The old wooden sailboat up on blocks inside the shed at the Martha's Vineyard Historical Society in Edgartown doesn't look like much.
The white lapstrake boat, less than 20 feet in length, has not been in the water since it was brought to the society in December 1936 from Menemsha Creek. The paint has come off in many places. There is little chance she will ever float again.
Her bow has the letters C7077. Records at the society show she was once owned by Albert Reed.
When she first sailed, she had two sprit sails and a centerboard. At some point in her career, an engine was added. Both masts now are missing.
Only three such boats survive; Mystic Seaport in Mystic, Conn., has the other two.
But this craft, known as a Noman's Land boat, once was as popular in Vineyard waters as catboats.
The Noman's boat is the Island's surviving link to the once-plentiful cod fishery south of Martha's Vineyard.
In those days, fishermen had little trouble hand-lining for cod. The fish were brought to Noman's Land, or were landed at Squibnocket or Lobsterville Beach.
But plentiful cod landings from near-shore Vineyard waters are found these days only in historic records, in news stories and in the memories of older fishermen.
The virtual disappearance of cod from nearby waters and its rapid decline in the waters off Massachusetts signal the diminution of a resource that helped drive the Vineyard and Massachusetts economies for centuries. In 1602, the explorer Bartholomew Gosnold gave Cape Cod its name in tribute to the fish that swarmed near the waters around the long peninsula of land.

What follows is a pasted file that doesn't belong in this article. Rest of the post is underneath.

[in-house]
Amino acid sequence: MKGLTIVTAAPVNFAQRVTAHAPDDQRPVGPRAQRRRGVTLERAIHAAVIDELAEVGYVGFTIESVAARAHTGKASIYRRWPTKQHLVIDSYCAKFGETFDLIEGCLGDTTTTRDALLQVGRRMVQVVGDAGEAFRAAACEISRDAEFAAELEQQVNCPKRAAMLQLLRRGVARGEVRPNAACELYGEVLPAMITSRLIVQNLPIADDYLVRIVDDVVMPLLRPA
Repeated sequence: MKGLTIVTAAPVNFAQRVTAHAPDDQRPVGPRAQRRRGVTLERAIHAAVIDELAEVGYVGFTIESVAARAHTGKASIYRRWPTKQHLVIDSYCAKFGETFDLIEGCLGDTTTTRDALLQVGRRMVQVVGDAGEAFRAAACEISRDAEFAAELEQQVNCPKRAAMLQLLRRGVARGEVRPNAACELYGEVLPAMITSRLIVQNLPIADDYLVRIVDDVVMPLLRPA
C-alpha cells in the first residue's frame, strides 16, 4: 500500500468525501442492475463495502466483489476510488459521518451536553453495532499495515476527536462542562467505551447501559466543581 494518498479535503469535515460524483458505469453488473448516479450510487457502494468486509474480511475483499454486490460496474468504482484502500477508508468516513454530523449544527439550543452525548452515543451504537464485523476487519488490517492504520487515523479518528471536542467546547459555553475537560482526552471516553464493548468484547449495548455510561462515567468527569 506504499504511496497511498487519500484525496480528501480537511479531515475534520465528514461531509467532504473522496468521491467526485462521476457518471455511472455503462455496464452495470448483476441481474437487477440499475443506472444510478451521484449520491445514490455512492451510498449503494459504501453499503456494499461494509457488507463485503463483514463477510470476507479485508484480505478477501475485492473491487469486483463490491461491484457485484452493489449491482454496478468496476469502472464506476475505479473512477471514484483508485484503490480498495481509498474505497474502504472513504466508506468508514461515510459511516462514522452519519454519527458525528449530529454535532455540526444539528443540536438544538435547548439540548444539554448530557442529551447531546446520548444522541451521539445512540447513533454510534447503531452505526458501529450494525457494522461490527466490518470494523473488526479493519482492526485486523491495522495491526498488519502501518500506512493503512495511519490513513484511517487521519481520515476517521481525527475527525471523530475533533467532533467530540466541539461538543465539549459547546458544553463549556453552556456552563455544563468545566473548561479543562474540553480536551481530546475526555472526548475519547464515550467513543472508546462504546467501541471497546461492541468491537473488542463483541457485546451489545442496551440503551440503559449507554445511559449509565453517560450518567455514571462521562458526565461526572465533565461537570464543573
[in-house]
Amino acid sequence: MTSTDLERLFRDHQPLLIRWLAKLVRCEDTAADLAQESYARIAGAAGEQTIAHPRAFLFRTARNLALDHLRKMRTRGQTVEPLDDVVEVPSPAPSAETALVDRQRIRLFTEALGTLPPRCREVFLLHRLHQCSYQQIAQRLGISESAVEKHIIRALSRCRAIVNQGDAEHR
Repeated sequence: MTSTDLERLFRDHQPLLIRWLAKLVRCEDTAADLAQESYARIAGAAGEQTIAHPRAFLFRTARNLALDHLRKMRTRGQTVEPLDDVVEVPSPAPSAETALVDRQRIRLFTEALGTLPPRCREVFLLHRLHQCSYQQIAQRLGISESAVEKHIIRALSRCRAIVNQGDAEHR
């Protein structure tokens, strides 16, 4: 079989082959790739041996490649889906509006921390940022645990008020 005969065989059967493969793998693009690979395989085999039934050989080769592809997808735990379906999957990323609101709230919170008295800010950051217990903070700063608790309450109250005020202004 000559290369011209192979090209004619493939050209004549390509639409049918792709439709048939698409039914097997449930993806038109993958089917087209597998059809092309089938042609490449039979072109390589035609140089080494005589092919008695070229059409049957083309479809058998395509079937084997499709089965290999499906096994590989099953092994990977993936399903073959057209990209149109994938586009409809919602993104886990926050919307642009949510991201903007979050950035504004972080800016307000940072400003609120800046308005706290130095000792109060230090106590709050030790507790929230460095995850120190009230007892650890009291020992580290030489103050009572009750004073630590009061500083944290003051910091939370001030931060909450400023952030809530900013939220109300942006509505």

Commercial fishing once was a top profession on the Island. Vineyard fishermen had high social standing, and owners of fishing boats commanded respect.
Even in more recent times, cod was more highly valued than the land on which fishermen dwelled. Fish were not just exported to the mainland; they were a staple for Islanders.
The importance that cod once held for Chilmark, now known for some of the most expensive residential real estate in Massachusetts, is revealed by its town seal, which features a Noman's Land boat.
In the 19th century, Noman's Land, a small island south of Martha's Vineyard, was a critically important place for fishermen to set up shop and pursue schools of cod.
To catch the fish, they built a type of sailboat - about 20 feet long with two sprit sails - which would later be called the Noman's Land boat.
The boats were easy to maneuver and could be rowed or sailed. And best of all, at the end of the day, they could be hauled up on the beach if needed.
"The chief interest of the colonists on Noman's Land was cod," wrote John M. Leavens in a Mystic Seaport publication in October 1976 that chronicled the history of the cod. The author also wrote:
"From earliest known times these valuable food fish have swarmed there in great shoals, arriving in early fall and leaving in the spring. The Indians fished for them at Noman's Land before Gosnold, or whoever else it was, first discovered the island.
"From 1666 on, efforts were made to establish a cod fishery there. The results must have shown promise by the early 1700s, for in 1714 the town of Chilmark succeeded in annexing the island.
"The first permanent American settler arrived that same year, and by 1745 the permanent colony on the island was reported to number some 20 settlers engaged in farming and fishing . . . By the late 1800s, they were coming over from Martha's Vineyard in the fall and spring to catch cod, and living in shacks on the beach at West Bend."
In the days before refrigeration, fishermen salted and dried their cod. Noman's Land fishermen dried their catch on the rocks near the shoreline. The fishermen did not have to worry about protecting their catch, for the one-square-mile island had no rodents. The fish then were shipped by the barrel to the mainland.
Gale Huntington wrote about the Noman's Land boat in the November 1975 edition of The Dukes County Intelligencer: